Announcing the 2020 Photographic Studies Award: Prof Darren Newbury

The RAI Photography Committee are pleased to announce that the Fourth Photography Studies Award has been given to Prof Darren Newbury. The Prize is awarded by the RAI Council to recognize a distinguished contribution to the study of anthropology and photography. As a Professor of Photographic History at the University of Brighton, Prof Newbury has, over the past twenty years, developed a body of work exploring the practice and meaning of photography in South Africa. Whilst not an anthropologist by training, he has collaborated with numerous anthropologists and collections, and his work has had a lasting influence on anthropological understandings of the social role of photography and the ethnography of visual culture in South Africa, as well as the development of an important curatorial practice, with important exhibitions held at the Pitt Rivers Museum and the District Six Museum in Cape Town. Influential volumes include Defiant Images: Photography and Apartheid South Africa (2009), a major monograph on photography during the apartheid period and its place in post-apartheid memorialisation; and The African Photographic Archive: Research and Curatorial Strategies (2015), co-edited with Christopher Morton, a volume exploring new methodological approaches to researching and curating the photographic archive, in addition to its specifically African concerns; and a new volume, Women and Photography in Africa: Creative Practices and Feminist Challenges, co-edited with Lorena Rizzo and Kylie Thomas, is due to be published later this year.

Sadly, our award giving ceremony, scheduled for Friday 13 March at 5.30 - 7:30pm, was postponed due to the Covid-19 outbreak. We hope to reschedule in 2021.

Dr Chris Morton (Pitt Rivers Museum) writes:

“I first met Darren in Durham in 2009 at the Durham Centre for Advanced Photography Studies conference 'Humanizing Photography'. There he gave a paper on photography of the Apartheid era in South Africa, and spoke about the afterlives of Apartheid images in post-Apartheid South Africa, their resonances and continuing power to reveal hidden histories and question dominant narratives. Darren’s major monograph, Defiant Images: Photography and Apartheid South Africa, is a ground-breaking book that argues convincingly for the recognition of a particularly South Africa form of engaged documentary practice of photography, which he carefully traces from the 1930s up to the 1980s. In the subsequent exhibition of the work of photographer Bryan Heseltine (held at the Pitt Rivers Museum in 2011 and the District Six Museum in Cape Town in 2013), Darren explored the notion of the archive, a distinctly slippery concept when one considered the route by which Heseltine's work had come to light. It was a collection that had a social biography, moments of public engagement and exhibition, followed by obscurity, yet it had now become partly institutionalised through academic engagement, digitization and exhibition, and yet still remained in the family's possession.  We decided to explore these methodological issues in a multi-disciplinary workshop to accompany the exhibition which was published in 2015 as The African Photographic Archive: Research and Curatorial Strategies, and featured essays by people such as Heike Behrend, Richard Vokes, John Peffer, Patricia Hayes, Erin Haney, and Jennifer Bajorek.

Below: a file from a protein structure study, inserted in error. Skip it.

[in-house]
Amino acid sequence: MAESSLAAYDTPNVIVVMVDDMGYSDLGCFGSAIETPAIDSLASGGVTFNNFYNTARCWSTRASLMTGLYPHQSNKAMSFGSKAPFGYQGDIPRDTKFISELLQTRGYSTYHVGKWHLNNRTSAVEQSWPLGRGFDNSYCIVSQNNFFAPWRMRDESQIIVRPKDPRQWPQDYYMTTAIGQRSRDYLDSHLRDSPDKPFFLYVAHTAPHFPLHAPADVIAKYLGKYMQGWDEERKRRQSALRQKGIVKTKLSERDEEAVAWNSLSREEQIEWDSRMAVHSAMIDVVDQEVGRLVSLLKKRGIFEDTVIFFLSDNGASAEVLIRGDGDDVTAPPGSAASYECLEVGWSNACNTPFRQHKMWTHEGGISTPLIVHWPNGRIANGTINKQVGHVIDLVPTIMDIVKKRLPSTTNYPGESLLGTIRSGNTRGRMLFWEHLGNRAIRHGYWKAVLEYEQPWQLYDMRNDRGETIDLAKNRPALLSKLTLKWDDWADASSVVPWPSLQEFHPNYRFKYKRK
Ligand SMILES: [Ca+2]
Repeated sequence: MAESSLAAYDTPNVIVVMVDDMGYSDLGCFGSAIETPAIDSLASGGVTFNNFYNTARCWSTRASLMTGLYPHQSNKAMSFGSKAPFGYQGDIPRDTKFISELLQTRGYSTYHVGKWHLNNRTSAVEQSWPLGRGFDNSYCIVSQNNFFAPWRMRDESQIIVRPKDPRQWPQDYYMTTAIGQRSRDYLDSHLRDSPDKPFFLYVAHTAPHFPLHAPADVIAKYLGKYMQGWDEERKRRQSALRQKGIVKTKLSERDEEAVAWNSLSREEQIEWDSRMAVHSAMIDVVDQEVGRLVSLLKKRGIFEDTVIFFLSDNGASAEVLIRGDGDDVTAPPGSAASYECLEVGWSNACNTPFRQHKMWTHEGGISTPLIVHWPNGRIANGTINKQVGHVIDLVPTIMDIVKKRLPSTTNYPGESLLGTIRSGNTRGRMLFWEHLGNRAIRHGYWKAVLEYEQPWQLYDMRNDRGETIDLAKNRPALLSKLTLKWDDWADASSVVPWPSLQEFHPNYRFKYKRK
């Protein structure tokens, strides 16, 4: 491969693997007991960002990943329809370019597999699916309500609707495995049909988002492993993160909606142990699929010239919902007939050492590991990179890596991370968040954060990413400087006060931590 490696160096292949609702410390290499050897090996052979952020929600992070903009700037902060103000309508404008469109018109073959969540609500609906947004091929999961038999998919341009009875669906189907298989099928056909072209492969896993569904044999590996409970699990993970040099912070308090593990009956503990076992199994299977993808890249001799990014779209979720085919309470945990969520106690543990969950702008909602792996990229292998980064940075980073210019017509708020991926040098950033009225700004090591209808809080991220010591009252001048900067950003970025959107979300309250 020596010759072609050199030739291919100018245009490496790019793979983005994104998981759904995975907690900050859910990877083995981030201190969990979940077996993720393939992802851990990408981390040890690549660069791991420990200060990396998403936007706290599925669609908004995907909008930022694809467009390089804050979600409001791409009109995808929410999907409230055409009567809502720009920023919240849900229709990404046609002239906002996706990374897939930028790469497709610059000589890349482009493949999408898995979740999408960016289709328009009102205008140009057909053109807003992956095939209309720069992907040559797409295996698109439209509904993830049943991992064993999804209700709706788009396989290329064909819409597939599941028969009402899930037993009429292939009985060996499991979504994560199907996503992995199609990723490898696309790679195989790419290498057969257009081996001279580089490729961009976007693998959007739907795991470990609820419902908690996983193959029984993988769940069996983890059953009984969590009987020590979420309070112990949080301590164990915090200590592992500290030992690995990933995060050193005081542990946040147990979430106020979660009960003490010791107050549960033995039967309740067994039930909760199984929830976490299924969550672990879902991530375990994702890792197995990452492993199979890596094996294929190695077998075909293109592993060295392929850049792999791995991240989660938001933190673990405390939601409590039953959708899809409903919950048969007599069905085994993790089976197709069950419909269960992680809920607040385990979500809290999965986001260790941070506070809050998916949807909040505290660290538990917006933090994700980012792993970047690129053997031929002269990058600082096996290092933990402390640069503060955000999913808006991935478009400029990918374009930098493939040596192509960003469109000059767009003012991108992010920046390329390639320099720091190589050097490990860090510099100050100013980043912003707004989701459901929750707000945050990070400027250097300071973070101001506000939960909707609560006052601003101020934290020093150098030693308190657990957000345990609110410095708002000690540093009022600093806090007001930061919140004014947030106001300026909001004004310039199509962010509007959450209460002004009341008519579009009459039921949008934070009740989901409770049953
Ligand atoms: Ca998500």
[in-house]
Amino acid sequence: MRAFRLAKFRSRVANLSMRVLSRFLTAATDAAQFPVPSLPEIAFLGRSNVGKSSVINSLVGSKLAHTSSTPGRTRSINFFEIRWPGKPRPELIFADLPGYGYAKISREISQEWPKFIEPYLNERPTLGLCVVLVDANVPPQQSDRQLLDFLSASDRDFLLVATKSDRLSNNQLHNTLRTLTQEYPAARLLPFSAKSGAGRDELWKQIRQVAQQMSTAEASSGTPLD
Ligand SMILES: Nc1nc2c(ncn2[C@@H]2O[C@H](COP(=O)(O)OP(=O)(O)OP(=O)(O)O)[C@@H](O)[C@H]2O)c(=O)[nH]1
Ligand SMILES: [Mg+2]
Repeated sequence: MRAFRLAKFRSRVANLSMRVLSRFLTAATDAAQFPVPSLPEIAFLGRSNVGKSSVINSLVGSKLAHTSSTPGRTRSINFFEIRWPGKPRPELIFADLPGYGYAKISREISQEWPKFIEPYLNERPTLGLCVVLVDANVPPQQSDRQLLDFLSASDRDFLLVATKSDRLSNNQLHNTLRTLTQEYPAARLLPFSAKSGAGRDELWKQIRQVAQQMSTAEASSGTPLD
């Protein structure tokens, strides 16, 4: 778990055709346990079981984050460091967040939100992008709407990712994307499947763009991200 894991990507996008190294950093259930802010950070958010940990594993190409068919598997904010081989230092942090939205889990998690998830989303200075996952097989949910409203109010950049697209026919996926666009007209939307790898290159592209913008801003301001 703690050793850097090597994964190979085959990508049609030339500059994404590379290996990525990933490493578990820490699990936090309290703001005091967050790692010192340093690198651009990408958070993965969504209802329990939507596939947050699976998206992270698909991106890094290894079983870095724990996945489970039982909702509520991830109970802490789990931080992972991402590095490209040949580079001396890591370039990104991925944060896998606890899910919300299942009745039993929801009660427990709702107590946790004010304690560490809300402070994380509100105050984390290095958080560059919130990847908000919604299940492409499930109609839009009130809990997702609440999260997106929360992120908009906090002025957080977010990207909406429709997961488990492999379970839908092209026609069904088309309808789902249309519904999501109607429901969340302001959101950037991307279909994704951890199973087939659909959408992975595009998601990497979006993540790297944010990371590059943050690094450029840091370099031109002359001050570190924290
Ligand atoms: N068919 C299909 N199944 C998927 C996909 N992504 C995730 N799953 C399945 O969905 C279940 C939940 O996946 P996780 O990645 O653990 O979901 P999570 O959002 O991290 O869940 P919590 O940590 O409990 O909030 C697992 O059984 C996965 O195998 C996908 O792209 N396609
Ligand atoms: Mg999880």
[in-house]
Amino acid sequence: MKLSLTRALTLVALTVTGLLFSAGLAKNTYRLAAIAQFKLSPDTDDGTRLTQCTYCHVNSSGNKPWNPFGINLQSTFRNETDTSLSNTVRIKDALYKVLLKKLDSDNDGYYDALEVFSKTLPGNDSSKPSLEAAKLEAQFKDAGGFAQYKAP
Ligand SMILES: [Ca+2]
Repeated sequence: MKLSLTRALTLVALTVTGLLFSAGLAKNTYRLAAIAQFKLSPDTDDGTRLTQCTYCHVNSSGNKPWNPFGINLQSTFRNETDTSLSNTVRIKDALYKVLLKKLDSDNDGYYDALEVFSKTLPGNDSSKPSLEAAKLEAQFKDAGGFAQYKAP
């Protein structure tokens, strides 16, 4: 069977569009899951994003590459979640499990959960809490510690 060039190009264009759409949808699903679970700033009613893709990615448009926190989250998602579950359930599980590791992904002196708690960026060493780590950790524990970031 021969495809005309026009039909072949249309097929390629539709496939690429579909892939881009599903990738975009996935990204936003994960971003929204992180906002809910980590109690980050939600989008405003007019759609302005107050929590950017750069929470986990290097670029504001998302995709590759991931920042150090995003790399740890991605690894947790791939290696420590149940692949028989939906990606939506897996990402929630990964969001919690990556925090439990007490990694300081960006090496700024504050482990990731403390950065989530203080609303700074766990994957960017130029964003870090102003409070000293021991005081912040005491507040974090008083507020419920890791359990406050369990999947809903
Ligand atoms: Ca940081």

Darren reflected on the process of returning these photographs for exhibition in an article in African Arts in 2015, where he pointed out that the 'dislocations of the past negate the possibility that the photographs can simply be inserted into a narrative of community'. As one reviewer of his work said, Darren deals with these complex histories with 'remarkable empathy, intelligence and panache', and I can't think of three better words to sum up Darren's contribution to the field.”

Professor Newbury responds:

“It is a real honour to have my work recognised in this way by the Royal Anthropological Institute, and especially gratifying as someone who trained initially as a photographer and has no academic grounding in the discipline of anthropology. From the time of my doctoral research around photography and education in the early 1990s, I felt a conceptual and methodological affinity with the new writing and thinking on photography emerging from anthropology; specifically, its attention to photography as a social and cultural practice, and to the medium’s relational qualities. As this body of scholarship has flourished in the years since, it has continued to inform and shape my research in contexts that range from post-apartheid South Africa, to my current work in US Cold War archives exploring a very particular ‘photography of relations’. The dialogue, literal and metaphorical, with anthropologists working on photography has been absolutely central to my development as a researcher and writer, and I am delighted therefore to accept the award as formal acknowledgment of membership of this scholarly community.”